STATE of Florida, Appellant, v. William F. McCARTNEY, III, Appellee.
Defendant was charged with first-degree murder as a result of a death caused by an overdose of methadone which was sold to the victim by defendant. The trial court granted defendant's motion to dismiss, because methadone is not a drug enumerated under the statute which was the basis of the charge, and the state appeals. We affirm.
The charge was first-degree felony murder under 782.04(1)(a)3, Florida Statutes, which provides:
(1)(a) The unlawful killing of a human being:
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3. Which resulted from the unlawful distribution of any substance controlled under s. 893.03(1), cocaine as described in s. 893.03(2)(a)4., or opium or any synthetic or natural salt, compound, derivative, or preparation of opium by a person 18 years of age or older, when such drug is proven to be the proximate cause of the death of the user, is murder in the first degree and constitutes a capital felony, punishable as provided in s. 775.082.
Defendant moved to dismiss arguing that methadone was not a Schedule I drug set out in section 893.03(1). The state acknowledged that methadone is not a Schedule I drug, but argued that it is a “synthetic of opium” under section 782.04(1)(a)3.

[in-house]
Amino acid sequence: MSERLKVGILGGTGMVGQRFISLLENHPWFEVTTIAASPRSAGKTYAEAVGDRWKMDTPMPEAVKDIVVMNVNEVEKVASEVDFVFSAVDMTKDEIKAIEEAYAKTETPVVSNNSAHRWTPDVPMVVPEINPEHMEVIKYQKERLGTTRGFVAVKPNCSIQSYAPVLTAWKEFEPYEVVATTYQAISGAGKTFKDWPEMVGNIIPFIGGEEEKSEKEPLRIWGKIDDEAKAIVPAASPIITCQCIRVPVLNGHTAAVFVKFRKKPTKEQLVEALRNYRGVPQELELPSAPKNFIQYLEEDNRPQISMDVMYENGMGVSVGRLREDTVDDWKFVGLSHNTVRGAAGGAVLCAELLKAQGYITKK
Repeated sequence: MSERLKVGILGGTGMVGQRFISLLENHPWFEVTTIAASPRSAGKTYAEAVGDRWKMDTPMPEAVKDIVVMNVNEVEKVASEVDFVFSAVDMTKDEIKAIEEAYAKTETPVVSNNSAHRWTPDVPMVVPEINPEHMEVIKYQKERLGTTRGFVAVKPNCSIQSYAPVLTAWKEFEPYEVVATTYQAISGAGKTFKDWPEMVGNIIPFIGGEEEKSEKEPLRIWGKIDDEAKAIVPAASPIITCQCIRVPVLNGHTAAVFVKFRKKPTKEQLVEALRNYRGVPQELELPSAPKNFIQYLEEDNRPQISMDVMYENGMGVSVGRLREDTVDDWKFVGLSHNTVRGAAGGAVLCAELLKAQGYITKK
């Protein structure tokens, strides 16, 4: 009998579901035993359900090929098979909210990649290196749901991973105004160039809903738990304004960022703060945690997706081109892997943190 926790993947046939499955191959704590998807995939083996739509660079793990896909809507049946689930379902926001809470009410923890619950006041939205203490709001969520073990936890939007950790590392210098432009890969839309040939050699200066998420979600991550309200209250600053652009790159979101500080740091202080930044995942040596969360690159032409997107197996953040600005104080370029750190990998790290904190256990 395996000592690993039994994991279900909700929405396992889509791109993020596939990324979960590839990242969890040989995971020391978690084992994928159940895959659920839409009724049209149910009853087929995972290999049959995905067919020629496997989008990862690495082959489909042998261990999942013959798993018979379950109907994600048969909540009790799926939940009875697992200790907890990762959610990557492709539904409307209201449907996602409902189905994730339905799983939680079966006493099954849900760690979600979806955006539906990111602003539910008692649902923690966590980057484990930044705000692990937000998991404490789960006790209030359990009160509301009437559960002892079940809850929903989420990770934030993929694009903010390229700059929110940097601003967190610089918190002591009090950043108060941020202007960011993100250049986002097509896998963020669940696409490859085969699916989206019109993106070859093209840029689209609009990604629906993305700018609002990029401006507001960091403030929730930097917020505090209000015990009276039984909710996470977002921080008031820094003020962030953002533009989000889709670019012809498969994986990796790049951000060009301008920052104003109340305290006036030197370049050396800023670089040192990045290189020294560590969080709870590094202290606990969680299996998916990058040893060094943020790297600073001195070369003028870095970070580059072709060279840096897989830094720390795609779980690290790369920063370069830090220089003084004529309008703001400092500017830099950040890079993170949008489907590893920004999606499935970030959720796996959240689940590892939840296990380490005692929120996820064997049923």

The trial court conducted an evidentiary hearing in which defendant presented the testimony of Dr. Rich Bateh, a clinical laboratory consultant in chemistry and toxicology. He was of the opinion that methadone is not an opium, a synthetic salt, compound or salt, compound derivative or preparation of opium. Nor is methadone a natural salt, compound, derivative or preparation of opium. Dr. Bateh classified methadone as an opioid, which means that it acts on the human body in a manner similar to opium or opium derivatives.
Dr. Gunther Hochhaus, a professor of pharmaceutics at University of Florida, testified on behalf of the state. He agreed that methadone is an opioid, which has a chemical structure entirely different from opiates such as morphine or heroin. He acknowledged that the College of Pharmacy at the University of Florida had produced a letter stating that methadone was a synthetic opium or a derivative of opium, but he concluded that the letter was scientifically incorrect. In his opinion there was no such thing as a synthetic of opium, because it is not feasible to synthesize opium.
In spite of the testimony of its own expert, the state argues that methadone is synthetic opium. We cannot agree. Although it is unnecessary to our conclusion, we would note that the legislature included methadone in the same statute, but rather than include it as a Schedule I substance under which appellee was charged, it included it as a Schedule II substance under section 893.03(2)(b)14.
GROSS, C.J., POLEN and STEVENSON, JJ., concur.